The Beast Must Die (La bestia debe morir, 1952) directed by Román Viñoly Barreto
Based on the 1936 novel by Nicholas Blake (pen name for Cecil Day-Lewis, father of Daniel Day-Lewis), The Beast Must Die finds mystery writer Felix Lane (Narciso Ibáñez Menta) mourning the death of his nine-year-old son, killed in a hit-and-run accident. Lane doesn’t even wait for the authorities to investigate. He changes his identity and searches for the killer himself. Yet Lane’s investigation takes him to some places he isn’t prepared for.
If you’ve read Blake’s original novel (and you should), you’ll immediately recognize that the film doesn’t follow the book’s sequence of events, which results in a rich, mysterious journey allowing its characters to develop in a unique way.
I don’t want to tell you much more about this picture, other than to say you should see it. If you’re a hardcore noir fan, you’ll want to own it, and it’s worth a blind buy.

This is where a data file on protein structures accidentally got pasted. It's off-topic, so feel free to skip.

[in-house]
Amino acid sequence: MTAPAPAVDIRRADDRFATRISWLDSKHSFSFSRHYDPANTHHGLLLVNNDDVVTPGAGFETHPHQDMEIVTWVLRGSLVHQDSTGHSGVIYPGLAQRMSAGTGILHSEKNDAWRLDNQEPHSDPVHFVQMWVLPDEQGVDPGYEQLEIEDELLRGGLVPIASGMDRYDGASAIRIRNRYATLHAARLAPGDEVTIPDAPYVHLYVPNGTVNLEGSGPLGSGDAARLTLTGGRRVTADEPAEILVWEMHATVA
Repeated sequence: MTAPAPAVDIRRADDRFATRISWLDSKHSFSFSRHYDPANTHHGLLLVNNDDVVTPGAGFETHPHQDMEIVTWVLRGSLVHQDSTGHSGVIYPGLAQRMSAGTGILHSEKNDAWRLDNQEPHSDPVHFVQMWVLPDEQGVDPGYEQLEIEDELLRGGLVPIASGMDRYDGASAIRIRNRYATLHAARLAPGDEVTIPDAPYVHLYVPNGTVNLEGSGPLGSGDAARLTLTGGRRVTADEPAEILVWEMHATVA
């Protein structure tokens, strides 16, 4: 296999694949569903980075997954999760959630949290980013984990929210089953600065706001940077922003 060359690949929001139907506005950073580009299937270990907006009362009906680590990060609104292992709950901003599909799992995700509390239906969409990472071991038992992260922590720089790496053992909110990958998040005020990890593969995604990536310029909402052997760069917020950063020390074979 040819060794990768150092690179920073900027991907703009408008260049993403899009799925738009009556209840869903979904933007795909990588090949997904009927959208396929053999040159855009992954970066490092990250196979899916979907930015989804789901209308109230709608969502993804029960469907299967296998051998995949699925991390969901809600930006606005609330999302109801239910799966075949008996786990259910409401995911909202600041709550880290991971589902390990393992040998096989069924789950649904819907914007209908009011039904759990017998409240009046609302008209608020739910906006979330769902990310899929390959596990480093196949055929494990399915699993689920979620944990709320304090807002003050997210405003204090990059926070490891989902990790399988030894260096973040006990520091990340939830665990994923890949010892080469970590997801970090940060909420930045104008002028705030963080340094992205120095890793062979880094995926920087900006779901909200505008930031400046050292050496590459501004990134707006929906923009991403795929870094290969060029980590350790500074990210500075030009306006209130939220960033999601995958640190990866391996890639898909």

This release includes an introduction by Eddie Muller, a conversation between Argentine film archivist and historian Fernando Martín Peña and Daniel Viñoly, son of visionary director Román Viñoly Barreto, a profile of actor Narciso Ibáñez Menta by film historian Fernando Martín Peña, an audio commentary by author and film historian Guido Segal, a souvenir booklet with an essay by Segal as well as rare, original photos, posters, lobby cards, and advertisements.